Clue (1985)

“You all seem to be very anxious about something.”

Long before movie studios started crapping out adaptations of board games, like Battleship, Paramount brought Clue to the big screen. Clue was probably my favorite board game when I was a kid, and I’ve probably seen pieces of the movie on dozens of occasions, but before today I’d only seen the whole thing once.

Since the game’s premise is lifted straight from a classic narrative fiction setting, the dinner-party whodunit, its not surprising that it adapts well to the screen. The decision to make the movie a comedy, while probably not necessary, does seem to work. I tend to think that if it’d been palyed as a straight-ahead mystery, all the colorful characters, and various rooms and weapons used in the game, might not have worked.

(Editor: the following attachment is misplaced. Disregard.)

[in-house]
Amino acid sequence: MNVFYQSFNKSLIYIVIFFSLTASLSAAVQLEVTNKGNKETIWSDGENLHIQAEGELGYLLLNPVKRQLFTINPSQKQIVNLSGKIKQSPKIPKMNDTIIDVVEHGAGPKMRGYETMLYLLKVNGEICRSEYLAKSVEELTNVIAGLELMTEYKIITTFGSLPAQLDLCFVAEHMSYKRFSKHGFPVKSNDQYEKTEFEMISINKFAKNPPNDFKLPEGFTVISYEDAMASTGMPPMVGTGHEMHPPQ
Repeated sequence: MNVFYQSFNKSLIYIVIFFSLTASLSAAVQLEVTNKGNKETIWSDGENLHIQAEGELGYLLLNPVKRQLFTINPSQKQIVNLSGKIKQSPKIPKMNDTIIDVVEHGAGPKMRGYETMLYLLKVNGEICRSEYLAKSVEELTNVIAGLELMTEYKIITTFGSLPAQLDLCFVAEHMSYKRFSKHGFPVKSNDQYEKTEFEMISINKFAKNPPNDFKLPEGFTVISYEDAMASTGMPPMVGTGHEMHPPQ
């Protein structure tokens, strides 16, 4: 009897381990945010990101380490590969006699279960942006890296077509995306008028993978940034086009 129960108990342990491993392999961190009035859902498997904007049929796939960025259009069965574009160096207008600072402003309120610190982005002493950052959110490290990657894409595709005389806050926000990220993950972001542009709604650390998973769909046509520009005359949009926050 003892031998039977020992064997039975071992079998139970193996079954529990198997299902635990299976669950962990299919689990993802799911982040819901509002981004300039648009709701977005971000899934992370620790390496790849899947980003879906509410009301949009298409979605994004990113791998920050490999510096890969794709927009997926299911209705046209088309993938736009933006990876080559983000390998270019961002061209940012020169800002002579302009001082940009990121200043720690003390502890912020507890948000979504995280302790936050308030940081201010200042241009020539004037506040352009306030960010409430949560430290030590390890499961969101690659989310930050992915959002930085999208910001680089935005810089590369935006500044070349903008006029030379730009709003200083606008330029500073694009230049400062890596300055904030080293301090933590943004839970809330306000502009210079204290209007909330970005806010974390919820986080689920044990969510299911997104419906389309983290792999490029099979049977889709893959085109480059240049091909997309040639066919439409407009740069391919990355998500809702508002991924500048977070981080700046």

The film is a good bit of fun, although it does have some pacing issues. It drags quite a bit in the middle, and ends franticly. Still, the cast is fantastic, with Tim Curry and Michael McKean really standing out. Colleen Camp camp is also very memorable as Yvette, although I wouldn’t go so far as to say that’s because of her acting ability.

Overall, it’s a fun ninety minutes, that manages to work as a comedy, and which also deserves credit for so cleverly incorporating all of the essential aspects from the game. It’s worth seeing.

[Clue (1985) РDirected by  Jonathan Lynn РRated PG]

OM|ED Rating: Worth Seeing